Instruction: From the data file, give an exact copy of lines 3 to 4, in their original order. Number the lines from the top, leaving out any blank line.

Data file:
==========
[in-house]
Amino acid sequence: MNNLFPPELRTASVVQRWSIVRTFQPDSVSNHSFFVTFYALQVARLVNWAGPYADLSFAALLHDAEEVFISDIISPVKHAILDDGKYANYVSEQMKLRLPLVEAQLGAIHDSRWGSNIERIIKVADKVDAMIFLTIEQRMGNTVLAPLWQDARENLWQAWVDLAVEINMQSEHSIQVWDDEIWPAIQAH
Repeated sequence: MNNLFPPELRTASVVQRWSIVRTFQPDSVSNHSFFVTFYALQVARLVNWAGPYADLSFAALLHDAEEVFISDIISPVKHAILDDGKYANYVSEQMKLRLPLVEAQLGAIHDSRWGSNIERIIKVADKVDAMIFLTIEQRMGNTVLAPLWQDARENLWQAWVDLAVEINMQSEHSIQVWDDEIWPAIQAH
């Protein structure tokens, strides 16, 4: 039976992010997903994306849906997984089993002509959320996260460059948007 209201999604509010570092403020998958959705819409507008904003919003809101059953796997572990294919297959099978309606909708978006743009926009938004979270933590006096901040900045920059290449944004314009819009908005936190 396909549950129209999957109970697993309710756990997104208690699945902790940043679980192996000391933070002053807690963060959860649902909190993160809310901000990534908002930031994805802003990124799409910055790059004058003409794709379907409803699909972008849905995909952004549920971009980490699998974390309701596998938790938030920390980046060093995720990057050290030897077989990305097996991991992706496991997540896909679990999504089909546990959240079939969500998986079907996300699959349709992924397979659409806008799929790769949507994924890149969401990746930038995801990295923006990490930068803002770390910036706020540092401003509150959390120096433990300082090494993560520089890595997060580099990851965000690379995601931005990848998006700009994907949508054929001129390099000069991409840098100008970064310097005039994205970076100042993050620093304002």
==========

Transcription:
Repeated sequence: MNNLFPPELRTASVVQRWSIVRTFQPDSVSNHSFFVTFYALQVARLVNWAGPYADLSFAALLHDAEEVFISDIISPVKHAILDDGKYANYVSEQMKLRLPLVEAQLGAIHDSRWGSNIERIIKVADKVDAMIFLTIEQRMGNTVLAPLWQDARENLWQAWVDLAVEINMQSEHSIQVWDDEIWPAIQAH
């Protein structure tokens, strides 16, 4: 039976992010997903994306849906997984089993002509959320996260460059948007 209201999604509010570092403020998958959705819409507008904003919003809101059953796997572990294919297959099978309606909708978006743009926009938004979270933590006096901040900045920059290449944004314009819009908005936190 396909549950129209999957109970697993309710756990997104208690699945902790940043679980192996000391933070002053807690963060959860649902909190993160809310901000990534908002930031994805802003990124799409910055790059004058003409794709379907409803699909972008849905995909952004549920971009980490699998974390309701596998938790938030920390980046060093995720990057050290030897077989990305097996991991992706496991997540896909679990999504089909546990959240079939969500998986079907996300699959349709992924397979659409806008799929790769949507994924890149969401990746930038995801990295923006990490930068803002770390910036706020540092401003509150959390120096433990300082090494993560520089890595997060580099990851965000690379995601931005990848998006700009994907949508054929001129390099000069991409840098100008970064310097005039994205970076100042993050620093304002």